No bullet holes found on Arctic Sea
HS examines hijacked ship before NBI
Was there ever a hijacking on this ship?
This is the question that keeps coming back while walking through the narrow corridors and steep staircases of the freighter, the Arctic Sea.
Nothing on the vessel, which was moored in Kotka Harbour on Thursday, shows any trace of the strange events of last summer.
It is clean on board. A couple of seamen carry boxes of champagne into the ship. The dining room is set up for a New Year’s party. There is a plastic Christmas tree with ornaments.
“I wonder if the Kotka Seamen’s Club is open tomorrow”, one of the crew members ponders.
The ship’s captain Mikhail Kochan allowed Helsingin Sanomat onto the vessel in the early hours of Thursday, that is, before the National Bureau of Investigation (NBI), which checked the ship on Thursday evening.
The ship’s bridge is what interests the NBI the most. It is from here that the hijackers are believed to have sent their blackmail messages.
Everything is in place: the steering and navigation equipment, the device which sends the AIS positioning signal, and the satellite telephone.
“Everything was in working order when I boarded the ship two weeks ago in Malta. Only the radio equipment had to be serviced”, the captain says.
We go to look at the captain’s quarters, which are in good order. According to the report, the hijackers kept the crew locked in their cabins. However, it would appear that the locks on the doors could be opened from the inside without a key.
Kochan has not noticed any of the alleged bullet holes in the walls of any of the cabins.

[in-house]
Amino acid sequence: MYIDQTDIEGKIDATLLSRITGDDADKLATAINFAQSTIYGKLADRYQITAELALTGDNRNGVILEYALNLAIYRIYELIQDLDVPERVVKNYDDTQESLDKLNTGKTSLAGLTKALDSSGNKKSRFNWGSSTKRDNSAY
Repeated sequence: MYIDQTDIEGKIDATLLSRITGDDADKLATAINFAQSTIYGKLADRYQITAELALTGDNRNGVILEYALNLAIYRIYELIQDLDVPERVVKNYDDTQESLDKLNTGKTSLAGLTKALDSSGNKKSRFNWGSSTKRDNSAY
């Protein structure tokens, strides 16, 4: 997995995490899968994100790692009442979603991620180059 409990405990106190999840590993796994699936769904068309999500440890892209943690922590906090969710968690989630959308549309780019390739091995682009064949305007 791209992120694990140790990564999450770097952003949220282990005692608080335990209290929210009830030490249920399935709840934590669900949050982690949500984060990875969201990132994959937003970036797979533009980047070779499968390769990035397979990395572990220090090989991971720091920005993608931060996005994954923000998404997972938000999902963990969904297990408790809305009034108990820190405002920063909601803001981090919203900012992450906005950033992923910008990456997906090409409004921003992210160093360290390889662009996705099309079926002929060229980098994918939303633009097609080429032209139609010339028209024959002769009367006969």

We descend into the warmth of the engine room. The ship’s engine hums down below.
“It is here that the mechanics worked at gunpoint”, explains Alexandr Shvalov , the ship’s main mechanic.
Shvalyov worked on the Arctic Sea once before , in 2007, but he has not noticed any changes on the ship since then.
I would be interested in knowing what happened. All of my information is from the Internet.”
We step outside, where members of the crew are chipping ice that has built up on the deck. It is about two in the morning, and the unloading of the ship should start at six AM.
Although Kochan does not have a theory of what actually happened in during the hijacking, he is sure of one thing. It would have been impossible to hide missiles in the lumber.
But what if a hiding place had been built into the structures of the ship during the vessel’s refurbishment in Kaliningrad?
It is very hard to say just standing on the deck.
We leave the ship and move into the icy wind of Kotka. The Maltese flag flutters in the wind. The riddle of the Arctic Sea is no closer to being solved.
Previously in HS International Edition:
Arctic Sea docks in Kotka (31.12.2009)
Russian inspectors: Arctic Sea only carried timber cargo (9.9.2009)
Finland’s Central Criminal Police to interrogate Arctic Sea suspects in Moscow (17.12.2009)
Hijacked freighter Arctic Sea handed back to Finnish owners (30.10.2009)
NBI: no knowledge of alleged weapons cargo on Actic Sea (7.9.2009)